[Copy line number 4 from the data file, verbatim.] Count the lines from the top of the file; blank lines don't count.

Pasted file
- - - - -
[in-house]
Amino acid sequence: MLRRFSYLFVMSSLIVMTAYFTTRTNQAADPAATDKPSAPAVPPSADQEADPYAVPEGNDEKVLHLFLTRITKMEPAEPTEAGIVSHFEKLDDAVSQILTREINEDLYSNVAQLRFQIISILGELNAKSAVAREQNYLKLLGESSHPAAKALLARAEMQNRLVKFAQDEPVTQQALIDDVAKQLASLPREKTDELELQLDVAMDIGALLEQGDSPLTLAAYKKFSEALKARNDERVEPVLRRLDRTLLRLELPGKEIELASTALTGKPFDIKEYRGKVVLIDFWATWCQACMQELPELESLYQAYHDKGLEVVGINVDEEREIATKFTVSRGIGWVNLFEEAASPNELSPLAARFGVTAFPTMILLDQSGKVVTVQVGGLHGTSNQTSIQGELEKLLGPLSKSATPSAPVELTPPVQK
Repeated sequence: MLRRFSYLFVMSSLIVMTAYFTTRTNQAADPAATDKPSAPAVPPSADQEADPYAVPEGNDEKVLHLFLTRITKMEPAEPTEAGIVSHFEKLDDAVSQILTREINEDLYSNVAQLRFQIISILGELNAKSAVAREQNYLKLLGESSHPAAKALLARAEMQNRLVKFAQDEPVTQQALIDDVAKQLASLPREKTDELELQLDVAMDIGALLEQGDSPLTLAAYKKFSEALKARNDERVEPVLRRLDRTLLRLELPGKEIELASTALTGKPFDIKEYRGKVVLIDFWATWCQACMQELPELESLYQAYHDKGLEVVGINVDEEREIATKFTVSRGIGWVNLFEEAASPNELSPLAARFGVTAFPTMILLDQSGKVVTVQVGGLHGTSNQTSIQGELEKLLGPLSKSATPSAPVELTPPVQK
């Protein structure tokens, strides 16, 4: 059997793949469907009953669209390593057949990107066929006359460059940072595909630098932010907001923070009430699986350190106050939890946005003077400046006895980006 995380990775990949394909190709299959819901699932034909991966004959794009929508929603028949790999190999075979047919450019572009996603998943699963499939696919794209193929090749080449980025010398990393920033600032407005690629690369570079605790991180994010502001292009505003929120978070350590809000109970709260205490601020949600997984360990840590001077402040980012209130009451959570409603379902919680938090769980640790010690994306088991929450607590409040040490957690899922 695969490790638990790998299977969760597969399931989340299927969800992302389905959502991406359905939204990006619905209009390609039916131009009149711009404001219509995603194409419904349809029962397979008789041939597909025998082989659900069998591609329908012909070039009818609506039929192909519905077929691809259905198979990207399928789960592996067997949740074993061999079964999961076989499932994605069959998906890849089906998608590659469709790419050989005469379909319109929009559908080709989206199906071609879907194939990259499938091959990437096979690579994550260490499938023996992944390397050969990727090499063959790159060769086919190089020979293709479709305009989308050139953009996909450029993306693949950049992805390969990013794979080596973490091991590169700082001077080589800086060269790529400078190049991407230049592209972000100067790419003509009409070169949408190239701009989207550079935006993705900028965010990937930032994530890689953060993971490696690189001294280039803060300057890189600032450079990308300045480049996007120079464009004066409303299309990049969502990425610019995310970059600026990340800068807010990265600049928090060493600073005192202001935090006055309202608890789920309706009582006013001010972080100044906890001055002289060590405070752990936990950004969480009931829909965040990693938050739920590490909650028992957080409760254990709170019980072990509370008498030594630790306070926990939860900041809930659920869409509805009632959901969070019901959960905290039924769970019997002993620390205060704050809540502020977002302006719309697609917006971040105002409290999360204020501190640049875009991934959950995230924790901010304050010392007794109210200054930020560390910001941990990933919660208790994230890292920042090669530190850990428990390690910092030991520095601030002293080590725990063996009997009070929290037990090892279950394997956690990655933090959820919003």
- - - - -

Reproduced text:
């Protein structure tokens, strides 16, 4: 059997793949469907009953669209390593057949990107066929006359460059940072595909630098932010907001923070009430699986350190106050939890946005003077400046006895980006 995380990775990949394909190709299959819901699932034909991966004959794009929508929603028949790999190999075979047919450019572009996603998943699963499939696919794209193929090749080449980025010398990393920033600032407005690629690369570079605790991180994010502001292009505003929120978070350590809000109970709260205490601020949600997984360990840590001077402040980012209130009451959570409603379902919680938090769980640790010690994306088991929450607590409040040490957690899922 695969490790638990790998299977969760597969399931989340299927969800992302389905959502991406359905939204990006619905209009390609039916131009009149711009404001219509995603194409419904349809029962397979008789041939597909025998082989659900069998591609329908012909070039009818609506039929192909519905077929691809259905198979990207399928789960592996067997949740074993061999079964999961076989499932994605069959998906890849089906998608590659469709790419050989005469379909319109929009559908080709989206199906071609879907194939990259499938091959990437096979690579994550260490499938023996992944390397050969990727090499063959790159060769086919190089020979293709479709305009989308050139953009996909450029993306693949950049992805390969990013794979080596973490091991590169700082001077080589800086060269790529400078190049991407230049592209972000100067790419003509009409070169949408190239701009989207550079935006993705900028965010990937930032994530890689953060993971490696690189001294280039803060300057890189600032450079990308300045480049996007120079464009004066409303299309990049969502990425610019995310970059600026990340800068807010990265600049928090060493600073005192202001935090006055309202608890789920309706009582006013001010972080100044906890001055002289060590405070752990936990950004969480009931829909965040990693938050739920590490909650028992957080409760254990709170019980072990509370008498030594630790306070926990939860900041809930659920869409509805009632959901969070019901959960905290039924769970019997002993620390205060704050809540502020977002302006719309697609917006971040105002409290999360204020501190640049875009991934959950995230924790901010304050010392007794109210200054930020560390910001941990990933919660208790994230890292920042090669530190850990428990390690910092030991520095601030002293080590725990063996009997009070929290037990090892279950394997956690990655933090959820919003």